Monkeys also learn to communicate
Behavioral study on common marmosets provides new insights into the evolution of language
Language distinguishes us humans; we learn it through experience and social interactions. Especially in the first year of life, human vocalizations change dramatically, becoming more and more language-like. In our closest relatives, non-human primates, language development was previously thought to be largely predetermined and completed within the first few weeks after birth. In a behavioral study now published, researchers from the German Primate Center, the University of Tübingen and the Rockefeller University New York were able to show that the infantile development of vocalizations in common marmosets also includes an extended flexible phase, without which language development in humans would not be possible. The common marmoset is therefore a suitable animal model to better understand the evolution of early infant speech development (Science Advances).
Human language changes dramatically in the first year after birth. It evolves from preverbal, not-yet-language-like calls such as laughter or crying, to pre-linguistic vocalizations, to a babbling phase in which utterances become increasingly language-like and complex. Here, several factors are considered particularly critical for vocal development, including maturation, learning, and early social interactions with parents.
In contrast, it was assumed for decades that phonation in monkeys develops exclusively as a result of physical growth and maturation and that it is independent of learning processes or external factors such as social interaction. For example, previous studies showed that deafness or social isolation due to the absence of parents has little or no effect on the vocal development of nonhuman primates, and that vocal development in most monkey species is completed within a few weeks after birth, so these animals appear to be equipped with the adult vocal repertoire by the juvenile stage. "One of the reasons for these findings is probably that previous work on voice development in non-human primates has mainly focused on the first weeks after birth and ignored possible changes associated with later growth in the following months until adulthood," says Yasemin Gültekin, first author of the study and a scientist at the German Primate Center.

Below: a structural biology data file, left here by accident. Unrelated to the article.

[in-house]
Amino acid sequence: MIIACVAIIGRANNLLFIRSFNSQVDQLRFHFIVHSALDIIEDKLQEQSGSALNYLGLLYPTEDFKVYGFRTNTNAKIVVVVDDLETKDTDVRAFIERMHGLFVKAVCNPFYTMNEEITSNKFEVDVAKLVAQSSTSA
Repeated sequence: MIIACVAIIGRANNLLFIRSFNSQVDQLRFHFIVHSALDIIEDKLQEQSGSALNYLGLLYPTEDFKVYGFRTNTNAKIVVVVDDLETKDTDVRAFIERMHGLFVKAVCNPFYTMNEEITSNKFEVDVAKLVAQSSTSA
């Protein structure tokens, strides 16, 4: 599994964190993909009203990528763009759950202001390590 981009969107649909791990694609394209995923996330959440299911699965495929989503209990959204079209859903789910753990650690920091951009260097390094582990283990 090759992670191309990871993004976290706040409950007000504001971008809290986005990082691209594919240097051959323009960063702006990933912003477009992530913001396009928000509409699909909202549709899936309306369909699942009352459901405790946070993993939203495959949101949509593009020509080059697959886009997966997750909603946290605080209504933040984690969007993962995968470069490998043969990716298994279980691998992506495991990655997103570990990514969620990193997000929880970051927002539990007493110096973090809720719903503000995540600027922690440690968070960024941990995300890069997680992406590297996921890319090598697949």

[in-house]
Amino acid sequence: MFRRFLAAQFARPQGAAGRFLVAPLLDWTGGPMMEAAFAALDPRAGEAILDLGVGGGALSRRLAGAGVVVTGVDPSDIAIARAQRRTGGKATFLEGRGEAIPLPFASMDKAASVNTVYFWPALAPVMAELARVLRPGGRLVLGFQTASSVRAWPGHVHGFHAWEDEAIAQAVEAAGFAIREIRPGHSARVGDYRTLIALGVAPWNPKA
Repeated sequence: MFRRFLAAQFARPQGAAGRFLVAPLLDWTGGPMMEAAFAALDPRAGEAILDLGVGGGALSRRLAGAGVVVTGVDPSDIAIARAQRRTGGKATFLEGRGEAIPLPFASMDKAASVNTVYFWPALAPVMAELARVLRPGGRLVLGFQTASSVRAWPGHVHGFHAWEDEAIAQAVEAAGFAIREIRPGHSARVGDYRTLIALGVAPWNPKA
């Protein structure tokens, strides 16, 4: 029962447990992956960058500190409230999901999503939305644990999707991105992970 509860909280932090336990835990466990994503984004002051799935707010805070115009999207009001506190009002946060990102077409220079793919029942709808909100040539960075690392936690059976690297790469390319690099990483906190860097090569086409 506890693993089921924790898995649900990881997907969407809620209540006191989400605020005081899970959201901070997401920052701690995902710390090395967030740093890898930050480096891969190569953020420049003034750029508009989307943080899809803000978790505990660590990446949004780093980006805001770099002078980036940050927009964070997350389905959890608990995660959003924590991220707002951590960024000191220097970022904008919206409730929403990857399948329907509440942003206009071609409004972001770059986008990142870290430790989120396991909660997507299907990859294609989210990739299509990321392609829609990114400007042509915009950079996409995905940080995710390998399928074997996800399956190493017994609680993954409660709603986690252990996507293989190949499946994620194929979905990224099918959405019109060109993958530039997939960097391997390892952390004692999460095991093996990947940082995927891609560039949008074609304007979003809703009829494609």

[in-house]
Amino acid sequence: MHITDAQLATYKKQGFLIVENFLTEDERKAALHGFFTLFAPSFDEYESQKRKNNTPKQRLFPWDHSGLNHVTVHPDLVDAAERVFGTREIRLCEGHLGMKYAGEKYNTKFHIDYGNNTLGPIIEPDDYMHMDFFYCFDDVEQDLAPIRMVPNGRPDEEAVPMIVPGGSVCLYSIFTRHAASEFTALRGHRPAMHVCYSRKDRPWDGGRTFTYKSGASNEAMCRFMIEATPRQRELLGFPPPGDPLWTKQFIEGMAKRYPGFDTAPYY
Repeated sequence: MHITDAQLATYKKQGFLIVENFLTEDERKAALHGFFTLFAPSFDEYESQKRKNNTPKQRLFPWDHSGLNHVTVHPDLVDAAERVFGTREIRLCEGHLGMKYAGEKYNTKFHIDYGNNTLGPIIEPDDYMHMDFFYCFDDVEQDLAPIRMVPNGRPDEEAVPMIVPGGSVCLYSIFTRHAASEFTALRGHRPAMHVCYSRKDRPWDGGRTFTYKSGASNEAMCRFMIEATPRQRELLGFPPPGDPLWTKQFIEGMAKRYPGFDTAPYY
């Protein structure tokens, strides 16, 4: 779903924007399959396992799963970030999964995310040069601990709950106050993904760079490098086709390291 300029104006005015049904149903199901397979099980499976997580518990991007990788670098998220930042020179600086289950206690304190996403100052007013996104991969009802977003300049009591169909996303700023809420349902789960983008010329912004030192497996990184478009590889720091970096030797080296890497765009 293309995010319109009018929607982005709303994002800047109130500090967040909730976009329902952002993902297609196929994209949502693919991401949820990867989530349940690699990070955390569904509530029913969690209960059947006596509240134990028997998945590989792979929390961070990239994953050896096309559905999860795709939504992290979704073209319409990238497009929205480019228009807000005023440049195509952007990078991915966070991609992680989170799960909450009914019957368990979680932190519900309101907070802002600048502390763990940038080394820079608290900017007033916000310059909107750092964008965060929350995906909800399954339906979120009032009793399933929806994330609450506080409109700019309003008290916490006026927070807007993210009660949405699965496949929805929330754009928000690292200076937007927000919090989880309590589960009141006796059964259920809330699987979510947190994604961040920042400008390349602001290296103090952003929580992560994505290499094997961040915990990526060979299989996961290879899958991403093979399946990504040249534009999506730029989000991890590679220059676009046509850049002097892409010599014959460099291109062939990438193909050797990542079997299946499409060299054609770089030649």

A team led by Yasemin Gültekin and Steffen Hage from the German Primate Center – Leibniz Institute for Primate Research, The Rockefeller University New York and the University of Tübingen closely studied the sound development of common marmosets, a social primate species, from early infancy until sexual maturity at 15 months of age. During this period, the vocalization behavior of the animals kept at the Rockefeller University was recorded with microphones every month. In total, nearly 150,000 vocalizations of six marmosets were thus recorded and analyzed. "Our results show that, similar to the first months of human life, the vocalization behavior of marmosets changes through different developmental stages from the first weeks after birth to adulthood," says Kurt Hammerschmidt, who analyzed the data of the study at the German Primate Center.
The team found that all species-specific vocalization types were already present in the first month after birth and that their developmental changes in acoustic structure can be largely explained by physical maturation. These results are in agreement with previous work suggesting that the acoustic structure of vocalizations is innate and does not require learning through auditory or social feedback. "While changes in acoustic structure could be explained mainly by physical growth or maturation, we found that the way these vocalizations are used flexibly during development points to experiential learning mechanisms, which are one of the key features in human language development," says Gültekin, lead author of the study.
"Our work provides an important building block to better understand the evolutionary foundations of early human language development. It sets the stage for future studies on how social interactions can influence speech development," concludes Yasemin Gültekin.
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The German Primate Center GmbH (DPZ) - Leibniz Institute for Primate Research conducts biological and biomedical research on and with primates in the fields of infection research, neuroscience and primate biology. The DPZ also maintains four field stations in the tropics and is a reference and service center for all aspects of primate research. The DPZ is one of the 96 research and infrastructure facilities of the Leibniz Association.
Dr. Yasemin Gültekin
Yasemin B. Gultekin, David G. C. Hildebrand, Kurt Hammerschmidt, Steffen R. Hage (2021)
High plasticity in marmoset monkey vocal development from infancy to adulthood.
Science Advances 7: eabf2938.
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